The lives of Liu Qingxia and Madame Xiong Xiling form the core of Shi’s second chapter. Through the biographies of these two distinguished woman philanthropists, Xia Shi portrays their transformation from socially conscientious guixiu to progressive citizen activists. The chapter follows Liu Qingxia to Japan and through her first exposure to politics (through her brother). It then traces Liu Qingxia’s frustration with her late husband’s clan, as they attempt to thwart many of her charitable activities. Madame Xiong turns out to have been much more than the great woman behind the great man; Xia Shi demonstrates the truth behind James Yen’s description of Madame Xiong as “the man behind the gun.” (p. 82) Madame Xiong was a “charming Chinese lady” (p. 81) who put both elite Chinese and Westerners at ease as she worked to forward her philanthropic agenda and her husband’s career. Together the couple founded one of Beijing’s most important children’s homes. Shi provides a list of Madame Xiong’s impressive titles (p. 88) in a wide range of spheres – but perhaps her greatest contribution was her role in shaping James Yen’s Mass Education Movement. In Shi’s words, Madame Xiong provided the movement’s “long term vision and the organizational power.” Her networks and charisma drew in the essential cash to keep the movement afloat. In both the case of Liu Qingxia and Madame Xiong, this dissertation provides an examination of women who shaped the most significant political movements of their day – these women did not confine themselves to famine relief and soup kitchens, rather, their efforts touched the heart of nationalist organizing, railroad rights recovery, Red Cross medical outreach, education, and revolution.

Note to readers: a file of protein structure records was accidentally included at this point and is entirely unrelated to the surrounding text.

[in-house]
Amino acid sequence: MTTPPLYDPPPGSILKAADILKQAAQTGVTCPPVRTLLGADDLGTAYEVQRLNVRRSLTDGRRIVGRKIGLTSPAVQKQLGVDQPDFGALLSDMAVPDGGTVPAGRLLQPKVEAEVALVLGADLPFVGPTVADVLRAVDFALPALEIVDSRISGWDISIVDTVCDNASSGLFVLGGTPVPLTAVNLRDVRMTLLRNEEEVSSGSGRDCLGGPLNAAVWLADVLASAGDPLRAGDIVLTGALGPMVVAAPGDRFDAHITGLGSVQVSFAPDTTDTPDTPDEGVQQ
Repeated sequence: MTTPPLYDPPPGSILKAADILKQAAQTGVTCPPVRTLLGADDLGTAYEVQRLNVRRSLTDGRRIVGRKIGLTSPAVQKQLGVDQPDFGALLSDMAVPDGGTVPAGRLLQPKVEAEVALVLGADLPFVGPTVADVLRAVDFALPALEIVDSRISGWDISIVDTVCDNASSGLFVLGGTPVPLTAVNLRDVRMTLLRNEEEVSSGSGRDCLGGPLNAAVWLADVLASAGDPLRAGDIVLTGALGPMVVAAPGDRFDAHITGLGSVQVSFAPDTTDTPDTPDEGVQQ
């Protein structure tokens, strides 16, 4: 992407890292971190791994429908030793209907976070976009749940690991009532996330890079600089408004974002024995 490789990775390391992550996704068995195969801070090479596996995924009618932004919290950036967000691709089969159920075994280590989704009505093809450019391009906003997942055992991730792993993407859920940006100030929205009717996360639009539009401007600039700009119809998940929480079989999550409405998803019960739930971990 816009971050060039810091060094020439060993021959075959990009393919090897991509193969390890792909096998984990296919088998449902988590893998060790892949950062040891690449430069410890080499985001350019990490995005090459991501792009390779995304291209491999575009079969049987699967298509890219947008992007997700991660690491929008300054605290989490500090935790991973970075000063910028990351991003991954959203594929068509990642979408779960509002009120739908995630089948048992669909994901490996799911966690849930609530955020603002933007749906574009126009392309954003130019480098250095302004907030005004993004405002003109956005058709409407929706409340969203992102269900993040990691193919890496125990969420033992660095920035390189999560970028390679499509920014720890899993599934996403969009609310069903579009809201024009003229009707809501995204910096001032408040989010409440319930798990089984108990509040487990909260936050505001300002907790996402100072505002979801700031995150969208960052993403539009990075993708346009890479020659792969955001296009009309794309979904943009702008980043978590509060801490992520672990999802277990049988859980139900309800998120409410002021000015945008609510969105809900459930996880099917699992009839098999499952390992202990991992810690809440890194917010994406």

The second part of the dissertation explores women’s mobilization in the Young Women’s Christian Association, YWCA. Shi describes the growth of the organization, and the organization’s dual emphasis on social welfare and Christian outreach. In Chapter 3, Shi shows that the demographic of women engaged with YWCA work differed significantly from that in the west where the YWCA had been the province of young and single women. Chinese members of the YWCA were typically older, married homemakers. The organization sought to make a meaningful difference in the lives of traditional women by focusing on rejuvenating domestic space, offering social services and education in nursing, hygiene, and the historical role of women. City associations emphasized that Christian teaching constituted a significant motivation behind the YWCA’s social work and charitable activities. This helped with both domestic and international fundraising. The YWCA became closely involved in supporting Madame Xiong and James Yen’s Mass Education Movement. Xia Shi brings us inside this collaboration, showing the deep impact that YWCA classes had upon disadvantaged working women. The chapter links the YWCA’s joint efforts with women working in urban industry to rural education campaigns. Shi’s most revealing contribution here is the important ways in which traditional married women set the priorities for the Chinese YWCA’s social agenda in both the city and the countryside.